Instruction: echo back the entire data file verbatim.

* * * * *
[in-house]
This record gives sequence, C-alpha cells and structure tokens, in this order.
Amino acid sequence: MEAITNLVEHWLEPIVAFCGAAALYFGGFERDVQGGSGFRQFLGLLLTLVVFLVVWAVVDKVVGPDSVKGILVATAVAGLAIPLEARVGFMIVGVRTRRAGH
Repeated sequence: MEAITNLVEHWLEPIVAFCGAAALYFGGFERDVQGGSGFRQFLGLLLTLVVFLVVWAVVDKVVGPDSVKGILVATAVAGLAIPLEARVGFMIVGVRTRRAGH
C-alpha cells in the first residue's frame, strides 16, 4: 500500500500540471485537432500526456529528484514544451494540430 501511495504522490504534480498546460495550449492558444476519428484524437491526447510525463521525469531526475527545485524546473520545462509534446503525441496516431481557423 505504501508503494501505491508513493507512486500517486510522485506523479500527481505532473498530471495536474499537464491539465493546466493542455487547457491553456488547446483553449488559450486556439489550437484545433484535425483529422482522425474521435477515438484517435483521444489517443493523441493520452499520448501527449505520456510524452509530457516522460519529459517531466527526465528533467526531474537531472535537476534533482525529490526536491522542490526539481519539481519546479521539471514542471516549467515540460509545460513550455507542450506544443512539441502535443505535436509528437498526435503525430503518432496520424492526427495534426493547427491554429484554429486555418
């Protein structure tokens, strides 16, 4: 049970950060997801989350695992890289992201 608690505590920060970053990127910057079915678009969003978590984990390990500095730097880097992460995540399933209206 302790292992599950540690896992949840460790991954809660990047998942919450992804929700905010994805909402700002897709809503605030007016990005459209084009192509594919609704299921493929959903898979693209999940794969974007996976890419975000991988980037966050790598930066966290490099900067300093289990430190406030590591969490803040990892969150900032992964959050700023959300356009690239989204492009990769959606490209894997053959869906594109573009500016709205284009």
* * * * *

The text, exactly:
[in-house]
This record gives sequence, C-alpha cells and structure tokens, in this order.
Amino acid sequence: MEAITNLVEHWLEPIVAFCGAAALYFGGFERDVQGGSGFRQFLGLLLTLVVFLVVWAVVDKVVGPDSVKGILVATAVAGLAIPLEARVGFMIVGVRTRRAGH
Repeated sequence: MEAITNLVEHWLEPIVAFCGAAALYFGGFERDVQGGSGFRQFLGLLLTLVVFLVVWAVVDKVVGPDSVKGILVATAVAGLAIPLEARVGFMIVGVRTRRAGH
C-alpha cells in the first residue's frame, strides 16, 4: 500500500500540471485537432500526456529528484514544451494540430 501511495504522490504534480498546460495550449492558444476519428484524437491526447510525463521525469531526475527545485524546473520545462509534446503525441496516431481557423 505504501508503494501505491508513493507512486500517486510522485506523479500527481505532473498530471495536474499537464491539465493546466493542455487547457491553456488547446483553449488559450486556439489550437484545433484535425483529422482522425474521435477515438484517435483521444489517443493523441493520452499520448501527449505520456510524452509530457516522460519529459517531466527526465528533467526531474537531472535537476534533482525529490526536491522542490526539481519539481519546479521539471514542471516549467515540460509545460513550455507542450506544443512539441502535443505535436509528437498526435503525430503518432496520424492526427495534426493547427491554429484554429486555418
């Protein structure tokens, strides 16, 4: 049970950060997801989350695992890289992201 608690505590920060970053990127910057079915678009969003978590984990390990500095730097880097992460995540399933209206 302790292992599950540690896992949840460790991954809660990047998942919450992804929700905010994805909402700002897709809503605030007016990005459209084009192509594919609704299921493929959903898979693209999940794969974007996976890419975000991988980037966050790598930066966290490099900067300093289990430190406030590591969490803040990892969150900032992964959050700023959300356009690239989204492009990769959606490209894997053959869906594109573009500016709205284009």